Jeddidiah W.D. Griffin, Ph.D.
Associate Professor of Biology
Department: Biochemistry, Biomedical Sciences, Ecology & Conservation Biology, Natural Sciences, Zoology
Office:  Wall 312
P.O. Box:  6671
Phone:  (828) 689-1283

Jedd Griffin

Dr. Griffin received a Bachelor of Science with honors in biochemistry and applied physics and a Bachelor of Arts in biology from Carson-Newman University. He then earned a Doctor of Philosophy in biomedical science with a concentration in quantitative bioscience from East Tennessee State University. He joined the faculty at Mars Hill University in 2018. Since then, he has earned a Master of Arts in apologetics with honors from Luther Rice College and Seminary.

Dr. Griffin’s research interests include metabolism, protein structure, neurodegeneration, and infectious diseases. The courses he has taught at Mars Hill University include BIO 121 (Cells and Genetics), BIO 215 (Genetics), BIO 216 (Cell and Molecular Biology), BIO 329 (Special Topics, Molecular Pathology), and BIO 450 (Senior Seminar). When not teaching or researching, he likes to spend time with family, run, and study Christian theology and philosophy.


Griffin JWD, Bradshaw P (2021) Residue interaction network analysis predicts a Val24-Ile31 interaction may be involved in preventing amyloid-beta (1-42) primary nucleation. Protein J. 40(2):175-183.

Griffin JWD (2020) SARS-CoV and SARS-CoV-2 main protease residue interaction networks change when bound to inhibitor N3. J. Struct. Biol. 211(3):107575.

Griffin JWD, Bradshaw P (2019) Effects of high protein diet and liver disease in an in silico model of human ammonia metabolism. Theo. Bio. Med. Mod. 16.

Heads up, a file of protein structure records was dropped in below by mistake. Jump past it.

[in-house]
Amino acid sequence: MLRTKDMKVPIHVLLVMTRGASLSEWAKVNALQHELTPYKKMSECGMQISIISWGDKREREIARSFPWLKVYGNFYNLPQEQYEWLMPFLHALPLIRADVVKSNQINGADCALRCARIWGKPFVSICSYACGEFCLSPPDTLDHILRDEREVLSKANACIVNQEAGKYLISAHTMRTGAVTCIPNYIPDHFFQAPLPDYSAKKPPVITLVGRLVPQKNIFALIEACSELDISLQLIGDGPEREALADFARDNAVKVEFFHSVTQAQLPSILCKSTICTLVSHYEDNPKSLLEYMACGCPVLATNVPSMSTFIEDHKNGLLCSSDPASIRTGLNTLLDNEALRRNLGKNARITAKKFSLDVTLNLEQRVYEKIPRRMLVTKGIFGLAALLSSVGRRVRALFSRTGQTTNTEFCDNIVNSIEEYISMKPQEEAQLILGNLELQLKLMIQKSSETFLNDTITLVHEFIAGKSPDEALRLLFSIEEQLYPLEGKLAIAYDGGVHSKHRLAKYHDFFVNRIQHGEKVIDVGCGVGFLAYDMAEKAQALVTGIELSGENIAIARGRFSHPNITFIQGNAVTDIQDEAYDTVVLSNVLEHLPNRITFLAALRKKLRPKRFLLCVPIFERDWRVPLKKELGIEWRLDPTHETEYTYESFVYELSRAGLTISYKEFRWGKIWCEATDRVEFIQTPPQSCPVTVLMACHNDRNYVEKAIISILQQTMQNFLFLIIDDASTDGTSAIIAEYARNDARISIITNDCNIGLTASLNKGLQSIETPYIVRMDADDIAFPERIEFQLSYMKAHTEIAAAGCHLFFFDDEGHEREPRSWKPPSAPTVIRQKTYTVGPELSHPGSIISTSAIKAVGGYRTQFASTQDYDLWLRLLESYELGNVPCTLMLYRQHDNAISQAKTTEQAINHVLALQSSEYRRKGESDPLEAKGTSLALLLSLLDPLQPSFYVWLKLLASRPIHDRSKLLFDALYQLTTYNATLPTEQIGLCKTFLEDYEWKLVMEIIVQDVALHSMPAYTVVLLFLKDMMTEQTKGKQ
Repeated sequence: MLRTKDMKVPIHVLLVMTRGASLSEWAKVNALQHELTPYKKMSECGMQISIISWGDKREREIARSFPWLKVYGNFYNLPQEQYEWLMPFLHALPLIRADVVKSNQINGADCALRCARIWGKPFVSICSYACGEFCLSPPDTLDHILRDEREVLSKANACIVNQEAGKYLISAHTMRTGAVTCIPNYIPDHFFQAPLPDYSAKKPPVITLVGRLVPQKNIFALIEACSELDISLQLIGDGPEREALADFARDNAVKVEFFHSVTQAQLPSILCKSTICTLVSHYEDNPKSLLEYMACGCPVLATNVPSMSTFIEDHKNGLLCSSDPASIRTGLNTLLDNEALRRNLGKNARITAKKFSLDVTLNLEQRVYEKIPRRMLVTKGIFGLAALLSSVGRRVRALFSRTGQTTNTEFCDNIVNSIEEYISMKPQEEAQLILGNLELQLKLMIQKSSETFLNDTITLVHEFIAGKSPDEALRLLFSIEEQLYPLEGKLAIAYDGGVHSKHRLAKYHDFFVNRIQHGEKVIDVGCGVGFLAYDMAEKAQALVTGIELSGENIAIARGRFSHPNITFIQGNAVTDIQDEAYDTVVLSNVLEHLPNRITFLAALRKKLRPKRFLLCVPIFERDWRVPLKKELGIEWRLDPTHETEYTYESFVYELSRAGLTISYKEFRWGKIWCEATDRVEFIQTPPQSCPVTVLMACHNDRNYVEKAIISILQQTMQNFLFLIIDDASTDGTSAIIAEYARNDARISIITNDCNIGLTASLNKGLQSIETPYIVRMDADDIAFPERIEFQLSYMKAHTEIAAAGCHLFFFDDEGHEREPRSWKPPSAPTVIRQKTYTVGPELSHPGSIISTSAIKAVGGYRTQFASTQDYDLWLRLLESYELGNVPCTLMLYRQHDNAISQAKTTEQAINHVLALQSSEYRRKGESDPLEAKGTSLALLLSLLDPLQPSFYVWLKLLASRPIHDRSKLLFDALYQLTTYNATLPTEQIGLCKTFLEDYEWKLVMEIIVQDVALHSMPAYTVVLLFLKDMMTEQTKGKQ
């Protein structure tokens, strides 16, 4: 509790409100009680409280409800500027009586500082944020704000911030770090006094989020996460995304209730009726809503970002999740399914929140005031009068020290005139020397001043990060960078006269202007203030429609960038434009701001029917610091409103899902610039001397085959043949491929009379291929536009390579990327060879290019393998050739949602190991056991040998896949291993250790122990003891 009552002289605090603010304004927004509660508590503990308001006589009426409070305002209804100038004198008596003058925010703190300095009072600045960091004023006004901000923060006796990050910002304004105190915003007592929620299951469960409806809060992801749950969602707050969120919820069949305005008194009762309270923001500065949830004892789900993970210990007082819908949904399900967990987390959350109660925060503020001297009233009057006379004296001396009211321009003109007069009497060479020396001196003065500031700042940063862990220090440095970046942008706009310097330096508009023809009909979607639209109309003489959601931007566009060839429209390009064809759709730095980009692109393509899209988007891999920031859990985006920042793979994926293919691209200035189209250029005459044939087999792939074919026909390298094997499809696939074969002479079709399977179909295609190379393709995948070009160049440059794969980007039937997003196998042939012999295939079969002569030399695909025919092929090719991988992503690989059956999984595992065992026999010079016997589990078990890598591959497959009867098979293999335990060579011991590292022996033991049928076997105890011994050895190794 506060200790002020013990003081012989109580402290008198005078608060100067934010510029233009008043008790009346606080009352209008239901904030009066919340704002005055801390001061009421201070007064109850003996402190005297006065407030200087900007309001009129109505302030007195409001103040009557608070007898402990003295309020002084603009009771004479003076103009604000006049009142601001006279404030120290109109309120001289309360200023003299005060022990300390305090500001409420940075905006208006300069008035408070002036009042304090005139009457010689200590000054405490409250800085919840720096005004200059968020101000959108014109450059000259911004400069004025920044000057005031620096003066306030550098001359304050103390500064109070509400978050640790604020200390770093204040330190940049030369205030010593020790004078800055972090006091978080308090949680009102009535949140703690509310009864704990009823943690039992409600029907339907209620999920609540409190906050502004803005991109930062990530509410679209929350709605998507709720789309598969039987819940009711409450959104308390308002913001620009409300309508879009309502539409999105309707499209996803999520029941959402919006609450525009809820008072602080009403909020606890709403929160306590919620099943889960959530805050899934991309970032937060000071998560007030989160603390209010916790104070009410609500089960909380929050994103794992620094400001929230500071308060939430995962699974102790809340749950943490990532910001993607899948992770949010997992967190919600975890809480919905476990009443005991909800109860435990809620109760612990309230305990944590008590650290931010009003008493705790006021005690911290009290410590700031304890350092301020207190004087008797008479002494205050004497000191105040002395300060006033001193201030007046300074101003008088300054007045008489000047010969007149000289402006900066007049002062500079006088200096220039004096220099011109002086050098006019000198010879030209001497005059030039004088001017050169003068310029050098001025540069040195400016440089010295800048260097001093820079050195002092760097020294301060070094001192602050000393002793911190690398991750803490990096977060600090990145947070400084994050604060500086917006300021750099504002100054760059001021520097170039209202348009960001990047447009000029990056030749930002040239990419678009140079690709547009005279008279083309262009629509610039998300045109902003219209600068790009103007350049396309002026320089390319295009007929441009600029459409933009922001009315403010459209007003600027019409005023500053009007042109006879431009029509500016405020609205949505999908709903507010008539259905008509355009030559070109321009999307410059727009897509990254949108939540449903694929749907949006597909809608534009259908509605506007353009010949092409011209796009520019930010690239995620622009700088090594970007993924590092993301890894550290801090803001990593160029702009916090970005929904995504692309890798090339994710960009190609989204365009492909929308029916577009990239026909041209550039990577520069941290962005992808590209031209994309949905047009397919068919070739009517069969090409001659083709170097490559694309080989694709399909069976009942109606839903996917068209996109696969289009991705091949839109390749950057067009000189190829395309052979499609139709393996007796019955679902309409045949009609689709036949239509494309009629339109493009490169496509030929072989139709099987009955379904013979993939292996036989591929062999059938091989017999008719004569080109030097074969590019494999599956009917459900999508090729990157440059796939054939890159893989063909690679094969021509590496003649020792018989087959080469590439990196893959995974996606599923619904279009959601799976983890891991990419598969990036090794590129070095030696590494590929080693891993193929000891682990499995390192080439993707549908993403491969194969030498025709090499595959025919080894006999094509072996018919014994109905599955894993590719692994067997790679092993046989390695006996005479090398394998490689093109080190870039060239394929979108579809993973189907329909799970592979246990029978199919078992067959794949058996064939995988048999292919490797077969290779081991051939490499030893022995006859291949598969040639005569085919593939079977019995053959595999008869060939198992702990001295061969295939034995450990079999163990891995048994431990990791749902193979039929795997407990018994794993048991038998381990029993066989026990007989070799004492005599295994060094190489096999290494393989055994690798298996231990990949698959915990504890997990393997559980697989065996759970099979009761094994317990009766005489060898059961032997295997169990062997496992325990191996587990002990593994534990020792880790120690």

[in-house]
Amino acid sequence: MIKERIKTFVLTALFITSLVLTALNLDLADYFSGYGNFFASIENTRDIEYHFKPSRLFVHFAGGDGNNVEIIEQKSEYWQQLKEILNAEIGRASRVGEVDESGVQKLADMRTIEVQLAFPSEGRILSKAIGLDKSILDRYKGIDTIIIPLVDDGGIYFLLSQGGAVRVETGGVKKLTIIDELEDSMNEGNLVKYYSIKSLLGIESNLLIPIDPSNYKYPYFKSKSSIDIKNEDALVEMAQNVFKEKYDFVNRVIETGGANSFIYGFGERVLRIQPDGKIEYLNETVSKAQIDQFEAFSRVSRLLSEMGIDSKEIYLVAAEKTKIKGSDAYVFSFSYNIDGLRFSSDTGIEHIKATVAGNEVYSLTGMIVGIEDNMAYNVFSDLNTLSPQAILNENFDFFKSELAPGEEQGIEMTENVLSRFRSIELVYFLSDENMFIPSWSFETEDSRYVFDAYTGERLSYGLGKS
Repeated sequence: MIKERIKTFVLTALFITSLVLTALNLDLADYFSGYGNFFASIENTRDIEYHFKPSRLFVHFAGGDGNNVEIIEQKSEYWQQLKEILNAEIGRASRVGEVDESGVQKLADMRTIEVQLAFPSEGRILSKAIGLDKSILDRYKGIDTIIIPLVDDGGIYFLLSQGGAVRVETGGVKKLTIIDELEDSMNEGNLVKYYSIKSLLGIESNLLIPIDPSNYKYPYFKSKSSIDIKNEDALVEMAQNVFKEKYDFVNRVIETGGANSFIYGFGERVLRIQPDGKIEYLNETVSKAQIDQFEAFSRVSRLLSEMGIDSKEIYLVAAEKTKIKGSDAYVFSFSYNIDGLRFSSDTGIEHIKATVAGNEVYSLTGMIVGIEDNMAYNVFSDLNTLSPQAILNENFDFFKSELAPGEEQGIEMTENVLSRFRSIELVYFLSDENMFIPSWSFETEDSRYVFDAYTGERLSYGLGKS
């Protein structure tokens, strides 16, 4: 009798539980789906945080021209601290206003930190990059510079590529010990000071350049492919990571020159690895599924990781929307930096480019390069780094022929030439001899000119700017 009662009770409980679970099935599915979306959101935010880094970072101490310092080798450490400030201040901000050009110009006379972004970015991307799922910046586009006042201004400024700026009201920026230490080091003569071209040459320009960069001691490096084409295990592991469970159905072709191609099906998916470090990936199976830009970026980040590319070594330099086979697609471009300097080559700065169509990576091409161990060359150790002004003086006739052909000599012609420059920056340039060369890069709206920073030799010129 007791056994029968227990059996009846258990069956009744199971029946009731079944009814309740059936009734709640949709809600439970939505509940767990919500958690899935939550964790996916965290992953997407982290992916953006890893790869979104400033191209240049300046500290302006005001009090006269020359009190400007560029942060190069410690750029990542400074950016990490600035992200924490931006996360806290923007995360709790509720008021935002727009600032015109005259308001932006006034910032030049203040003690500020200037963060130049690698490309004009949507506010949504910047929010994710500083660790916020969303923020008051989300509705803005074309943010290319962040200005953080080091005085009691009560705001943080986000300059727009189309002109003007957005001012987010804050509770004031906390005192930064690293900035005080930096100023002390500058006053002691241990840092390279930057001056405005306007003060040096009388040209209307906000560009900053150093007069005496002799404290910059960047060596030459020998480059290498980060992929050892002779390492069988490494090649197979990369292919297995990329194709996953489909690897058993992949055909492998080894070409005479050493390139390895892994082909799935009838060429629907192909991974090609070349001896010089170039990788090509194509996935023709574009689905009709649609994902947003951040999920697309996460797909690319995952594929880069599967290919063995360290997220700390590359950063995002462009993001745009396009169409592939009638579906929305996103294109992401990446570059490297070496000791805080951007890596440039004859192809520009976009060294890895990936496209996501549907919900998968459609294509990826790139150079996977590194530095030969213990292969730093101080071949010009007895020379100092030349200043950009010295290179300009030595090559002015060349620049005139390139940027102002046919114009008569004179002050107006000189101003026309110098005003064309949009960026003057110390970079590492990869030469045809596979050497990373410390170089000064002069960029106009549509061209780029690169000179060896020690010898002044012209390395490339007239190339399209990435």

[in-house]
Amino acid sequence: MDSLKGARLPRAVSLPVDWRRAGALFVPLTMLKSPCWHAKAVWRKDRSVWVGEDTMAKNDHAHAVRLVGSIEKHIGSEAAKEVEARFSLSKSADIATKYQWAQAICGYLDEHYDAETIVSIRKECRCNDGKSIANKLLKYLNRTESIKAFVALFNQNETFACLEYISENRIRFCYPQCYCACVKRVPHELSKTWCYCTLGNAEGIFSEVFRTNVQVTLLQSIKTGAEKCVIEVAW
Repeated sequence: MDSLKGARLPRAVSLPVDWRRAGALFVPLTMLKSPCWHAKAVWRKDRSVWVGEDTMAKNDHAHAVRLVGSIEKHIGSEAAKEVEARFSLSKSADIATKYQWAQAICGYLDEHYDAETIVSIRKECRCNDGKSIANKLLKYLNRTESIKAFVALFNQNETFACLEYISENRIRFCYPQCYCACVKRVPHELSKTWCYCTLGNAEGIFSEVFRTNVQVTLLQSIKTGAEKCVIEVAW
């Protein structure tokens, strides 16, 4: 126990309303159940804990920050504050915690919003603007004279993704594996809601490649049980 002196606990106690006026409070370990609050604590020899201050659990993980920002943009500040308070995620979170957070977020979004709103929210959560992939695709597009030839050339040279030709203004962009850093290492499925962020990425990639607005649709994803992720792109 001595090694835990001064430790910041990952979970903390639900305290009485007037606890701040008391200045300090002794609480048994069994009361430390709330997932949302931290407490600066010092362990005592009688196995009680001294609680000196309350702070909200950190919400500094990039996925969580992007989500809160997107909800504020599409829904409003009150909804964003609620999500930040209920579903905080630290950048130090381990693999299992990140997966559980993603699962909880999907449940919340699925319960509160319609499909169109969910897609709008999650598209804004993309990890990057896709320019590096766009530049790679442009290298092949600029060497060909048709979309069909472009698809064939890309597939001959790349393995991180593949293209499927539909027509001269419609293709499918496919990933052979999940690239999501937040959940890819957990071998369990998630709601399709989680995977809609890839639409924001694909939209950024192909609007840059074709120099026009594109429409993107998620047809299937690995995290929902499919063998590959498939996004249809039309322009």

Griffin JWD, Bradshaw P (2018) In silico prediction of novel residues involved in amyloid primary nucleation of human I56T and D67H lysozyme. BMC Struct. Bio. 18:9.

Griffin JWD, Liu Y, Bradshaw P, Wang KS (2018) In silico preliminary association of ammonia metabolism genes GLS, CPS1, and GLUL with risk of Alzheimer’s disease, major depressive disorder, and type 2 diabetes. J. Mol. Neurosci. 1-12.

Griffin JWD, Bradshaw PC (2017) Amino acid catabolism in Alzheimer’s disease brain: Friend or foe? Oxid. Med. Cell. Longev. 2017, 1–15.

Delic V, Griffin JWD, Zivkovic S, Zhang Y, Phan T-A, Gong H, Chaput D, Reynes C, Dinh VB, Cruz J, Cvitkovic E, Placides D, Frederic E, Mirzaei H, Stevens SM, Jinwal U, Lee DC, Bradshaw PC (2017) Individual amino acid supplementation can improve energy metabolism and decrease ROS production in neuronal cells overexpressing alpha-synuclein. NeuroMolecular Med. 1–23.

Ren JP, Zhao J, Dai J, Griffin JWD, Wang L, Wu XY, Morrison ZD, Li GY, El Gazzar M, Ning SB, Moorman JP, Yao ZQ (2016) Hepatitis C virus-induced myeloid-derived suppressor cells regulate T-cell differentiation and function via the signal transducer and activator of transcription 3 pathway. Immunology 148, 377–86.

Li GY, Zhou Y, Ying RS, Shi L, Cheng YQ, Ren JP, Griffin JWD, Jia ZS, Li CF, Moorman JP, Yao ZQ (2015) Hepatitis C virus-induced reduction in miR-181a impairs CD4(+) T-cell responses through overexpression of DUSP6. Hepatology 61, 1163–73.

Shi L, Wang JM, Ren JP, Cheng YQ, Ying RS, Wu XY, Lin SM, Griffin JWD, Li GY, Moorman JP, Yao ZQ (2014) KLRG1 impairs CD4+ T cell responses via p16ink4a and p27kip1 pathways: role in hepatitis B vaccine failure in individuals with hepatitis C virus infection. J. Immunol. 192, 649–57.

Griffin J, Moulton M, Elmezayen R, Moorman J (2014) Negative Immunomodulators – Blunting Immunostimulation and Facilitating Infection. In Immune Response Activation, Duc GHT, ed. InTech Open Access Publishing, pp. 105–120.